Project Description

Generic Validation.NET is a flexible lightweight validation library for .NET, that can be used by any .NET project: ASP.NET Web Forms, ASP.NET MVC, but also Windows Forms.
It is entity centric, with tagging, fluent syntax, and maximum flexibility of the error messages.
  • It works with ASP.NET Web Forms and MVC
  • It works with Windows Forms
  • It works with LINQ to SQL
  • It works with Entity Framework
  • It works with TypedDataSets
  • It works with anything.
  • It doesn't require any modifications of the generated code.

Key Features

  • It is outragously easy to define object validations.
  • Tagging.
  • It is very flexible, easily customizable and extended with various features, so any other developer would customize/enrich it to meet his needs.
  • Real support for Globalization and Localization through Resources.
  • Real support for validation inheritance, following class inheritance.
  • Maximum flexibility for Validation Messages, with the option to include validated entity members (values) into validation messages.

How does it work?

The GenericValidation framework is entity centric, therefore you can only use it to validate complex objects (classes).

To validate a complex object, just inherit from the Validation<T> class and use the constructor to register the validation rules:
public class UserValidation : Validation<User>
{
    public UserValidation()
    {
        Member(p => p.Age)
            .IsLowerThan(10)
            .Always(); //tagging with "Always"

        Member(p => p.UserName)
            .IsRequired()
            .OnInsert(); //tagging with "Insert"

        Member(p => p.UserName)
            .IsLengthLowerThan(20)
            .Always(); //tagging with "Always"

        IsValid(p => p.Age != null)
            .Always(); // tagging with "Always"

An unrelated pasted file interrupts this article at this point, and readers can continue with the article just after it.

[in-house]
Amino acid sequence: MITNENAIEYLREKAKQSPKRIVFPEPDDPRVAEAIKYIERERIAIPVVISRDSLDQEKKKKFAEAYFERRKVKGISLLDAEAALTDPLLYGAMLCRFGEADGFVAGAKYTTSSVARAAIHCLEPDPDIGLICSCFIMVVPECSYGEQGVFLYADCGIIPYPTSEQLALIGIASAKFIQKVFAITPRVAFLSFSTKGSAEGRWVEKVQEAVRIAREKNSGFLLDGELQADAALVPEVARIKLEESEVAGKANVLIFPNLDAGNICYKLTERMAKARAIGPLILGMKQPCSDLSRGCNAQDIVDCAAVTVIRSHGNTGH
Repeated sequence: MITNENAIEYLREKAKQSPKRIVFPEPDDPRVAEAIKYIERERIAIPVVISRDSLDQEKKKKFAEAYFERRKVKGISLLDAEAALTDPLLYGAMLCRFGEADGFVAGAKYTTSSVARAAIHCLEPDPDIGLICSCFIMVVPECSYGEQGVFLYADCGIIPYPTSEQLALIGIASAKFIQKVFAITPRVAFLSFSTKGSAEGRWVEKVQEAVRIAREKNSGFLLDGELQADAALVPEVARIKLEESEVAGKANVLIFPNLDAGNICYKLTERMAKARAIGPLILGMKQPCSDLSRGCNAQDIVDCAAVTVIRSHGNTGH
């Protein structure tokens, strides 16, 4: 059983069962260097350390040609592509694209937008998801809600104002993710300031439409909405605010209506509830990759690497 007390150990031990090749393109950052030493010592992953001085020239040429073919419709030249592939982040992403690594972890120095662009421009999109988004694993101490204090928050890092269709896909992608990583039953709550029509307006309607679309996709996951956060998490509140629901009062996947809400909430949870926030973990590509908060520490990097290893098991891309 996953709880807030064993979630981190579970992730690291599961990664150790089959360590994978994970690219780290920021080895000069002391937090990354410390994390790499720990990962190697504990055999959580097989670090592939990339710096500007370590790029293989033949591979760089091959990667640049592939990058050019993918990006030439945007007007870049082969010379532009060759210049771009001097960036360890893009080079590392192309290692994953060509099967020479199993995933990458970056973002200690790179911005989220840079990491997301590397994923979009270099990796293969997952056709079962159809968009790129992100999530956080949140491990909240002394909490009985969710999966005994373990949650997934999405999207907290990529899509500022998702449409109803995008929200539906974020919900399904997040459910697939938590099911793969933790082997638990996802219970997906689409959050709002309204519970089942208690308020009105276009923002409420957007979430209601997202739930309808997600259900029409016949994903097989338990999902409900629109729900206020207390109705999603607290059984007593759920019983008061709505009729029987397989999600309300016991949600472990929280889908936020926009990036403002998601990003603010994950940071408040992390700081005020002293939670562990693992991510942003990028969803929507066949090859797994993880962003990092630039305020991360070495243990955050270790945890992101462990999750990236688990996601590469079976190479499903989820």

IsValid(p => p.UserName != p.FullName) //custom validation
            //setting an error message that contains object members, evaluated when performing the validation
            .Message("User Name {0} and Full Name {1} must be different.", p => p.UserName, p => p.UserName)
            .Always(); //tagging with "Always"
    }
}

having the User class:
    public class User
    {
        public string UserName { get; set; }
        public string FullName { get; set; }
        public bool IsEnabled { get; set; }
        public string Email { get; set; }
        public int Age { get; set; }
    }

How to Validate?

//the ValidationFactory - it resolves the Validation<T> definitions
var factory = new ValidationFactory();

//loading Validation definitions from the current Assembly (or any other assembly)
factory.LoadFromAssembly(Assembly.GetExecutingAssembly());

//the ValidationManager - used to perform object validation
var manager = new ValidationManager(factory);

//validating the object, against a set of tags (ex: "Insert", "Always")
var result = manager.Validate(employee, ValidationSettings.InsertTag, ValidationSettings.AlwaysTag);

//displaying the error messages
result.ErrorInfo.ToList().ForEach(p => Console.WriteLine(p));

Last edited Jun 24, 2010 at 8:16 AM by adyi04, version 10